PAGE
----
Admissions officers only have a limited amount of time to spend on each application, and if you add too much, they will be more annoyed than impressed. One Ivy League admissions officer I knew had a mantra, “the thicker the application, the thicker the applicant.” Don’t be that thick applicant—be selective about what you include.
What should you include in your college application, then? The best things are those that show off a creative talent or important aspect of your personality that can not be captured by the main parts of the application. Have you been playing piano since you were two, and your piano teacher thinks you are the next Beethoven? Include a CD of your best song. Are you a gifted photographer/painter/writer? Great! Include a photo/painting/poem/short story. Just don’t include your whole portfolio—choose one or two of the best!
What should you leave out? Articles detailing awards you won are unnecessary—you can list those in your application and on your resume. Also, if your talent is something you dabble in and not a real passion, it might be better not to bother. You can still list whatever it is on your resume. Be conservative about extra materials that you include. The last thing you want is for the admissions officer to wonder, “Why is this applicant wasting my time?”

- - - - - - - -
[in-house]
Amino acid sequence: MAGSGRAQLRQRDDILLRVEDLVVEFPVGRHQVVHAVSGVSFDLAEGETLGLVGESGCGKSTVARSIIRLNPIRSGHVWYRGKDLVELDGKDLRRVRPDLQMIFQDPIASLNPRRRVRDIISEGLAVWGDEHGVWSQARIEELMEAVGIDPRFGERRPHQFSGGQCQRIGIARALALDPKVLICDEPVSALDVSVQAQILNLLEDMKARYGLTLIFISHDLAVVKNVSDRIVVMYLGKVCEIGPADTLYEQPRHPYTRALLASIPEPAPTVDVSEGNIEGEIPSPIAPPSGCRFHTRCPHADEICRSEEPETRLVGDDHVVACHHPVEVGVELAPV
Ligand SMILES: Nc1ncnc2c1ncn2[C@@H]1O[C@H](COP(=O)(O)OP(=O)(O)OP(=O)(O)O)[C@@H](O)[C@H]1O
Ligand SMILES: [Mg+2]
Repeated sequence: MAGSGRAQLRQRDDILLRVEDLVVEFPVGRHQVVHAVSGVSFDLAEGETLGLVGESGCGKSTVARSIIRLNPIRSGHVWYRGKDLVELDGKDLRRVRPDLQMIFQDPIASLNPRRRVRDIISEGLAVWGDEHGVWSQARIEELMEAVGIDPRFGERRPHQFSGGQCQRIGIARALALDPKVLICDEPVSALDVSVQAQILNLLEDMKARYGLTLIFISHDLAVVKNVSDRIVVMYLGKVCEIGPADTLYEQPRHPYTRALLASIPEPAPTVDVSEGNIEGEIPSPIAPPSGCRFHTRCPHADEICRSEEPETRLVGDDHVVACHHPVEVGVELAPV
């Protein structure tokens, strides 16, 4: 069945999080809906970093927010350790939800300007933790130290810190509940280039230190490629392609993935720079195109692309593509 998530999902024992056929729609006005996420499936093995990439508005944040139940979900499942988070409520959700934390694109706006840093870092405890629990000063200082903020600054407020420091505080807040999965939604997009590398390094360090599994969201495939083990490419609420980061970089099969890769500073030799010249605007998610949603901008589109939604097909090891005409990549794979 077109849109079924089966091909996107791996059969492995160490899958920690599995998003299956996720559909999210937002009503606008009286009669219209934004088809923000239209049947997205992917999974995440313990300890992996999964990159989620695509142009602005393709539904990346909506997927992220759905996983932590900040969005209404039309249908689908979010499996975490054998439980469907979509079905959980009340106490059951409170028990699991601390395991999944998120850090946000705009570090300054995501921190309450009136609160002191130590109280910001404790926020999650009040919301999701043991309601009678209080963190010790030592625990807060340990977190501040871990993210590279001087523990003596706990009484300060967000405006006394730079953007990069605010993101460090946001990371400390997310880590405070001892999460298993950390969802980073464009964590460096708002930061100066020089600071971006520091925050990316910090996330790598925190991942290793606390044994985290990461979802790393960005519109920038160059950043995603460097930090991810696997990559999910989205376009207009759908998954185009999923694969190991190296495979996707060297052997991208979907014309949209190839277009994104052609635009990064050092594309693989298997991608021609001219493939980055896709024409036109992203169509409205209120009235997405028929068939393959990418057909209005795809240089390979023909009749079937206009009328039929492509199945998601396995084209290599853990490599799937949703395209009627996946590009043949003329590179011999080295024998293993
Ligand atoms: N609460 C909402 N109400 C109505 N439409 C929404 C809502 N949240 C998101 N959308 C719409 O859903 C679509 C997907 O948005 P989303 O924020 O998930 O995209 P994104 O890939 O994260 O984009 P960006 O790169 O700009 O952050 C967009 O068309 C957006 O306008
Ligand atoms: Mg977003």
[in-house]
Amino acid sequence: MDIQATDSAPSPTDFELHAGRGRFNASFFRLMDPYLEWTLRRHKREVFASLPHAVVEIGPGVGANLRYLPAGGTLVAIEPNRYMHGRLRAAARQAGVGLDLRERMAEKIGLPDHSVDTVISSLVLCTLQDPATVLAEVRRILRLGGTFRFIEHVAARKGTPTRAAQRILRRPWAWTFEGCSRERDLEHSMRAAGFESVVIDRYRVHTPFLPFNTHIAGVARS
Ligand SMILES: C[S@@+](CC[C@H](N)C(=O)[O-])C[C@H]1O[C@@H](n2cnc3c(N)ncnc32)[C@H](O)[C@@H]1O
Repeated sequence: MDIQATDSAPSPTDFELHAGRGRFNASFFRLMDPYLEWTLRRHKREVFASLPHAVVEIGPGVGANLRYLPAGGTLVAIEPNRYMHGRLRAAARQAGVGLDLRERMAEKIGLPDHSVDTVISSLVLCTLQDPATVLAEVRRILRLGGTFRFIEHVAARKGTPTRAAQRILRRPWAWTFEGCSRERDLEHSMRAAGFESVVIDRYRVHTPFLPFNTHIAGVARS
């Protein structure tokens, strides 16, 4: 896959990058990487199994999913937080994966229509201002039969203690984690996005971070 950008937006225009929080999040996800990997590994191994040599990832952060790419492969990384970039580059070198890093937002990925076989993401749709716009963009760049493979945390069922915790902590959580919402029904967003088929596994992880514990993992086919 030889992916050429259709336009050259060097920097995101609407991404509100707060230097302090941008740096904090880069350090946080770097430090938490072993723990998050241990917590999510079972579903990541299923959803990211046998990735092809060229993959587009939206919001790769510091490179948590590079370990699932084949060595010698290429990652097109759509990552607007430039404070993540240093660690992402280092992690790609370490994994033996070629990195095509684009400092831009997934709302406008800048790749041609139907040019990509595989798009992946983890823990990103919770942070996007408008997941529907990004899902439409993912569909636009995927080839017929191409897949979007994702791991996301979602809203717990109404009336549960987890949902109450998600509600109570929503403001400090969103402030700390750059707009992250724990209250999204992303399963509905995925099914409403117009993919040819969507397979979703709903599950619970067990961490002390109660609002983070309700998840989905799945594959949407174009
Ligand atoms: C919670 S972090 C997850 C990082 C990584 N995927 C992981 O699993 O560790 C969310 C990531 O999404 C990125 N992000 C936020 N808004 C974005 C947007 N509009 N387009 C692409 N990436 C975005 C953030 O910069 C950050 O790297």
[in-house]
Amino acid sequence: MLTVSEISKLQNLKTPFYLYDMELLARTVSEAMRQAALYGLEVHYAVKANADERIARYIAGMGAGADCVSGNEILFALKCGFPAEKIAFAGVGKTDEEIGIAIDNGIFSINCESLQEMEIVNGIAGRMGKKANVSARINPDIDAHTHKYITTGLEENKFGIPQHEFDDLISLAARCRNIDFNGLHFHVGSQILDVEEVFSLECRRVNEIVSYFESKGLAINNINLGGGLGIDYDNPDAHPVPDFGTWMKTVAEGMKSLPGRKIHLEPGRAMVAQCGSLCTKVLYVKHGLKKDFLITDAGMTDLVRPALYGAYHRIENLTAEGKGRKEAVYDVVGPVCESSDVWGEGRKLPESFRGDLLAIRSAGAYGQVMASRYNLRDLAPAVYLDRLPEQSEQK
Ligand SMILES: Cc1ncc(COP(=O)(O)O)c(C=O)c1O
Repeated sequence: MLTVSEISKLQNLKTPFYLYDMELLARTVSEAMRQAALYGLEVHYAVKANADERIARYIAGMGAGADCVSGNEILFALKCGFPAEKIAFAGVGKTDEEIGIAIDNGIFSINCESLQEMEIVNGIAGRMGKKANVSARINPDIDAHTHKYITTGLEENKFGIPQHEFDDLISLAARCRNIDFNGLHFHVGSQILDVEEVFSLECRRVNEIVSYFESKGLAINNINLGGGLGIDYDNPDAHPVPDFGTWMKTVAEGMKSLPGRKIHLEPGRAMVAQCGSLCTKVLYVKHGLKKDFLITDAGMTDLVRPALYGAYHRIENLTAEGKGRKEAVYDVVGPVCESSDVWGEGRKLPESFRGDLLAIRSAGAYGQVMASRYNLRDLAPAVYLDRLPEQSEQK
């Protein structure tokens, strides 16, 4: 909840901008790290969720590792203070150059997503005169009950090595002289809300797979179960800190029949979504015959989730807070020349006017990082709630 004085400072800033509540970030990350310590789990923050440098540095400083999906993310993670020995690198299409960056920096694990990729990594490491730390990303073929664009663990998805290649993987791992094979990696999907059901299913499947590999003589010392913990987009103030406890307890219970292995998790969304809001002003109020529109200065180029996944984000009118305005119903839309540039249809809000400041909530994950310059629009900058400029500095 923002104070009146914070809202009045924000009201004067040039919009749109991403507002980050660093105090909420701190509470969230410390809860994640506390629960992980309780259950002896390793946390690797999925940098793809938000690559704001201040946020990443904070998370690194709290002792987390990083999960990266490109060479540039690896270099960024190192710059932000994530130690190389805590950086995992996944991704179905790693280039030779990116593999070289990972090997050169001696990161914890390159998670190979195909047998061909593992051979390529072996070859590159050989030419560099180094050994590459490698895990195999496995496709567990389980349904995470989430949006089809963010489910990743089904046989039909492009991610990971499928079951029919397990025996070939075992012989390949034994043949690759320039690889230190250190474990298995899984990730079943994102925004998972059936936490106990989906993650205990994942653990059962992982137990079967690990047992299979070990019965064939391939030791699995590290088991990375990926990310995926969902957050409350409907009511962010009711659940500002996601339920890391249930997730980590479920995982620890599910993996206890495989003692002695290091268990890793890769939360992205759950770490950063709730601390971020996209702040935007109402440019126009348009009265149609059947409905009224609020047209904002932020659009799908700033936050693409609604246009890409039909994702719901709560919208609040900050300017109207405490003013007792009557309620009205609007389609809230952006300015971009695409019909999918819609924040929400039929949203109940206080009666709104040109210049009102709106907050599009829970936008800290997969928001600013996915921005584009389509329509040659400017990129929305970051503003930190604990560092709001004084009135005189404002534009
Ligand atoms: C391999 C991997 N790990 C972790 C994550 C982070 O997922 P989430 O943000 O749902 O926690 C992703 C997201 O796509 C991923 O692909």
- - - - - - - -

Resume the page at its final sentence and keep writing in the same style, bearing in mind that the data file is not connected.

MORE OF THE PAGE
Remember that including supplementary materials is exactly what it sounds like—optional. The application is designed to include al the information that the committee really needs to know. There is no harm in not including anything at all. Only include things that you consider to be really important and special. Do not include things just for the sake of it!.
Finally, if you decide to include something, make sure it represents your very best work. This is your one shot—put your best foot forward. Good luck!